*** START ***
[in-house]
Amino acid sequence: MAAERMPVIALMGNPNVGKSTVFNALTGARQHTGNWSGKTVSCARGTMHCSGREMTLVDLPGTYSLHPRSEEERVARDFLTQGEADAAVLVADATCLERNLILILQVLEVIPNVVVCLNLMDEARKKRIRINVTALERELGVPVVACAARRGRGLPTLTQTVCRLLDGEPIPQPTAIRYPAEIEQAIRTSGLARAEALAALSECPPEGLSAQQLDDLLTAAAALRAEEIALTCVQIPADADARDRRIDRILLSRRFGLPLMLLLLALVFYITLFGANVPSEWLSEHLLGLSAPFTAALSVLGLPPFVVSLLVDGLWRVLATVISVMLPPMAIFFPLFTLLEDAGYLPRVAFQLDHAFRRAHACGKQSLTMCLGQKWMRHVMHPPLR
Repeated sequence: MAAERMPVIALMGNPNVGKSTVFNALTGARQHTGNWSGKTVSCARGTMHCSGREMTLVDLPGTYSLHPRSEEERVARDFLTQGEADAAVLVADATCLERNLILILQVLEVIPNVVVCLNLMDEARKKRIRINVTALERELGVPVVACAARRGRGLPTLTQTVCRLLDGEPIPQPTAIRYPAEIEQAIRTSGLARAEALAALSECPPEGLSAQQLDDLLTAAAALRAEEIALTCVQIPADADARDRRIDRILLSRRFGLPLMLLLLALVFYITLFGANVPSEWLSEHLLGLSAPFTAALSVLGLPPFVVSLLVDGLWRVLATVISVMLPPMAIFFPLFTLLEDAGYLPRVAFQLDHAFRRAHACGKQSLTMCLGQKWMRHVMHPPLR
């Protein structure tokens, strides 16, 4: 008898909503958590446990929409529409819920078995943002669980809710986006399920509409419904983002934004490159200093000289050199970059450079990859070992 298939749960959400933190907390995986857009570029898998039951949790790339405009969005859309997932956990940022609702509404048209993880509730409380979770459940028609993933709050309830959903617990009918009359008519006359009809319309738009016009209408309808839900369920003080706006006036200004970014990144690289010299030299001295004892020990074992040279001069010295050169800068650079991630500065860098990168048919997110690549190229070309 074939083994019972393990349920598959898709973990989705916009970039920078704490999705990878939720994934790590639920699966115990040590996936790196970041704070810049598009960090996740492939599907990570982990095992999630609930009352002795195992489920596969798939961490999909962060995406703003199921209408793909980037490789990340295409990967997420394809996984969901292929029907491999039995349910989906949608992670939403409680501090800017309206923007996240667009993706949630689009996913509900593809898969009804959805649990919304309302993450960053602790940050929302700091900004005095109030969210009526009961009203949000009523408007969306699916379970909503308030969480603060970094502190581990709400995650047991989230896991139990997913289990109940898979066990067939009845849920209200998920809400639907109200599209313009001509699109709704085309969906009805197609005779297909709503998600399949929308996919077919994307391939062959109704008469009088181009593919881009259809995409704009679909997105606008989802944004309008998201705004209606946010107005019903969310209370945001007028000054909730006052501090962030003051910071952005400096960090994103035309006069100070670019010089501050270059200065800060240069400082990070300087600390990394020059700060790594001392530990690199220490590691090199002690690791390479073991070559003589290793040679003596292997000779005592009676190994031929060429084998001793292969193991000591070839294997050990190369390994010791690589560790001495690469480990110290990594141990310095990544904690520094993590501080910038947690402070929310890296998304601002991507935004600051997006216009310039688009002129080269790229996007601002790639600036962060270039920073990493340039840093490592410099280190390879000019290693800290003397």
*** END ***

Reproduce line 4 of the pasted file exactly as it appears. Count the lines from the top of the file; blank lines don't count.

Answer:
């Protein structure tokens, strides 16, 4: 008898909503958590446990929409529409819920078995943002669980809710986006399920509409419904983002934004490159200093000289050199970059450079990859070992 298939749960959400933190907390995986857009570029898998039951949790790339405009969005859309997932956990940022609702509404048209993880509730409380979770459940028609993933709050309830959903617990009918009359008519006359009809319309738009016009209408309808839900369920003080706006006036200004970014990144690289010299030299001295004892020990074992040279001069010295050169800068650079991630500065860098990168048919997110690549190229070309 074939083994019972393990349920598959898709973990989705916009970039920078704490999705990878939720994934790590639920699966115990040590996936790196970041704070810049598009960090996740492939599907990570982990095992999630609930009352002795195992489920596969798939961490999909962060995406703003199921209408793909980037490789990340295409990967997420394809996984969901292929029907491999039995349910989906949608992670939403409680501090800017309206923007996240667009993706949630689009996913509900593809898969009804959805649990919304309302993450960053602790940050929302700091900004005095109030969210009526009961009203949000009523408007969306699916379970909503308030969480603060970094502190581990709400995650047991989230896991139990997913289990109940898979066990067939009845849920209200998920809400639907109200599209313009001509699109709704085309969906009805197609005779297909709503998600399949929308996919077919994307391939062959109704008469009088181009593919881009259809995409704009679909997105606008989802944004309008998201705004209606946010107005019903969310209370945001007028000054909730006052501090962030003051910071952005400096960090994103035309006069100070670019010089501050270059200065800060240069400082990070300087600390990394020059700060790594001392530990690199220490590691090199002690690791390479073991070559003589290793040679003596292997000779005592009676190994031929060429084998001793292969193991000591070839294997050990190369390994010791690589560790001495690469480990110290990594141990310095990544904690520094993590501080910038947690402070929310890296998304601002991507935004600051997006216009310039688009002129080269790229996007601002790639600036962060270039920073990493340039840093490592410099280190390879000019290693800290003397």